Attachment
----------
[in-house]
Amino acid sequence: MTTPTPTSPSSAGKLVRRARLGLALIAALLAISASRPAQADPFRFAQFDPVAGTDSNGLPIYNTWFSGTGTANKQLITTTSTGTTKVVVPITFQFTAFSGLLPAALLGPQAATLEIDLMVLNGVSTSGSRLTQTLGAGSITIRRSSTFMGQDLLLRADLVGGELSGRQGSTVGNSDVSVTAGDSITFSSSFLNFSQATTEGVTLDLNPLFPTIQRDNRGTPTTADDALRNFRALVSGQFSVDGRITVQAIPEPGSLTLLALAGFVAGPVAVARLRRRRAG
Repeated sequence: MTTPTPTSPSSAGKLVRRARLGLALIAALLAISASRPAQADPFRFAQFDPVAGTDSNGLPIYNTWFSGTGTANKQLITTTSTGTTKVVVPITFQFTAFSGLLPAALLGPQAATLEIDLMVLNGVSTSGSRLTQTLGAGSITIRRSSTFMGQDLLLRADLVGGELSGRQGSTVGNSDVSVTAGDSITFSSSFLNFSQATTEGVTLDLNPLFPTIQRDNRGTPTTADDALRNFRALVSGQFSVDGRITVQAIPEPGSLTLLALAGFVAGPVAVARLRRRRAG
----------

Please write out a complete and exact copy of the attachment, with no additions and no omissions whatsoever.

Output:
[in-house]
Amino acid sequence: MTTPTPTSPSSAGKLVRRARLGLALIAALLAISASRPAQADPFRFAQFDPVAGTDSNGLPIYNTWFSGTGTANKQLITTTSTGTTKVVVPITFQFTAFSGLLPAALLGPQAATLEIDLMVLNGVSTSGSRLTQTLGAGSITIRRSSTFMGQDLLLRADLVGGELSGRQGSTVGNSDVSVTAGDSITFSSSFLNFSQATTEGVTLDLNPLFPTIQRDNRGTPTTADDALRNFRALVSGQFSVDGRITVQAIPEPGSLTLLALAGFVAGPVAVARLRRRRAG
Repeated sequence: MTTPTPTSPSSAGKLVRRARLGLALIAALLAISASRPAQADPFRFAQFDPVAGTDSNGLPIYNTWFSGTGTANKQLITTTSTGTTKVVVPITFQFTAFSGLLPAALLGPQAATLEIDLMVLNGVSTSGSRLTQTLGAGSITIRRSSTFMGQDLLLRADLVGGELSGRQGSTVGNSDVSVTAGDSITFSSSFLNFSQATTEGVTLDLNPLFPTIQRDNRGTPTTADDALRNFRALVSGQFSVDGRITVQAIPEPGSLTLLALAGFVAGPVAVARLRRRRAG